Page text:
CBS and Viacom are back together and Facebook is curating brands for Kohl's: Wednesday Wake-Up Call
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The merger—which will bring together the CBS, Showtime, MTV, Nickelodeon and Paramount Pictures and other brands under a single entity known as ViacomCBS—undoes the 2005 split engineered by Viacom Chairman and CEO Sumner Redstone. His daughter, Shari Redstone, will now be Chairwoman of the combined company, and Crupi writes that she has a “shortlist of properties she’d like to acquire,” including Discovery, Sony Pictures and AMC Networks.
Also among the merged company’s priorities: more streaming content to compete with the likes of Netflix; continuing its hold over linear TV and delivering “synergies” to shareholders—for that, read layoffs.
Kohl's teams with Facebook to curate emerging brands
Kohl’s is hoping to attract new customers through a partnership with Facebook, reports Ad Age’s Adrianne Pasquarelli.
The retailer's “Curated by Kohl’s” program, coming to stores and its website in October, will highlight products from new and emerging brands as discovered by Facebook. It will use the phrase “powered by Facebook” to describe the new offering.
"Facebook will help identify brands that advertise on its platform that may be a good fit for the Kohl’s program," Pasquarelli writes. "Brands will try for the privilege through an application process."
The move is another indication of the rising power of direct-to-consumer brands; as Pasquarelli points out, the initial roster of brands on offer suggests the lineup will focus on “digital players that have disrupted their categories by selling directly to consumers,” like lingerie company Adore Me and greeting card maker Lovepop.
U.K. bans VW and Philadelphia ads over gender stereotyping
Ads from Volkswagen and Philadelphia are the first to be banned by the U.K.’s Advertising Standards Authority under new rules about harmful gender stereotyping, reports The Guardian.
The rules were introduced at the beginning of this year and ban the depiction of men and women engaged in gender stereotypical activities. VW fell foul of them with an ad showing men in a series of adventurous roles, including as astronauts, followed by a woman sitting on a bench next to a buggy, which the ASA said depicted her in a “stereotypical care-giving role.”
Meanwhile, the spot for Mondelez-owned Philadelphia showed two new dads eating at a restaurant with food on a conveyor belt, and accidentally letting their babies be taken away on it. While the ASA said this portrayed men as ‘ineffective childcarers,” Mondelez reportedly told the ASA it was stuck in a "no-win situation, having specifically chosen two dads to avoid depicting the stereotypical image of showing two new mums handling all the childcare responsibilities.”
On the move: Uber has named Google veteran Thomas Ranese as VP of global marketing, writes Ad Age’s E.J. Schultz. Ranese, who will report to Jill Hazelbaker, senior VP of marketing and public affairs, held various marketing roles at Google, including overseeing its brand studio.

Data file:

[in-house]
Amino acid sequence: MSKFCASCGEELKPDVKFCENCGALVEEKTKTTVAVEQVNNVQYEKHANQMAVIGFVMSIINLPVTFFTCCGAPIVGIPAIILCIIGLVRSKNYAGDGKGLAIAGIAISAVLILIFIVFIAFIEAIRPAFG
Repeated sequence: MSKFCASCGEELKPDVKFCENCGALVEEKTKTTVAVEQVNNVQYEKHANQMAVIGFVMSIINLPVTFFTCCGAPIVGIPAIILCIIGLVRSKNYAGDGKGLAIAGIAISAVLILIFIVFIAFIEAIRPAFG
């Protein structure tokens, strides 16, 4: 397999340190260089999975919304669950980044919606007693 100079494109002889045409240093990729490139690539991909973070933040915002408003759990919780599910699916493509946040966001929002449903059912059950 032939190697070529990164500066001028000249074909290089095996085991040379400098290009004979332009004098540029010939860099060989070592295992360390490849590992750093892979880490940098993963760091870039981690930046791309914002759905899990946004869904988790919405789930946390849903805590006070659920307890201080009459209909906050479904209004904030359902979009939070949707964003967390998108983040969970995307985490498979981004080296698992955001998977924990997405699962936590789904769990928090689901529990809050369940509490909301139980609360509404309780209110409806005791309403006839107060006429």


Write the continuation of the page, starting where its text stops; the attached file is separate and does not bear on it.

"Simple good": RXBar is dropping its IceT campaign and shifting its "No B.S," tagline to a new message, "simple good," writes Ad Age's Jessica Wohl. The move comes as the Kellogg-owned protein bar brand wants to focus more on the ingredients it uses.
Data misuse: Facebook has sent a cease-and-desist letter to Who’s In Town, an Instagram app that lets users track their friends’ locations, reports Business Insider, as part of its ongoing efforts to clamp down on companies that flout its data privacy rules. However, the developer of the app, Erick Barto, claims he built it specifically to highlight how data can be misused.
"Less clunky": Snapchat has unveiled its third generation Spectacles, and is looking for a social media manager to market them, reports Ad Age’s Garett Sloane. The new glasses, which will cost $380 a pair, are “slightly less clunky,” says Sloane, and have higher-definition cameras that make videos appear more 3D.
Campaign of the Day: Amazon is giving fans of its Prime Video show “The Marvelous Mrs. Maisel” the chance to go back in time to 1959, when the show is set—not in the Marty McFly sense, but in terms of prices. As Ad Age’s Ilyse Liffreing writes, on “Maisel Day,” which takes place tomorrow, Aug,15, at 28 locations around Los Angeles, including salons, restaurants, delis and hotels, will offer their services at the prices they went for in the 1950s. Those include a one-night stay for $40 at the Hollywood Roosevelt hotel, and a blowout for just $2, while Chevron Santa Monica is selling gas at just 30 cents a gallon. The campaign coincides with Emmy voting period; the show has 20 nominations.
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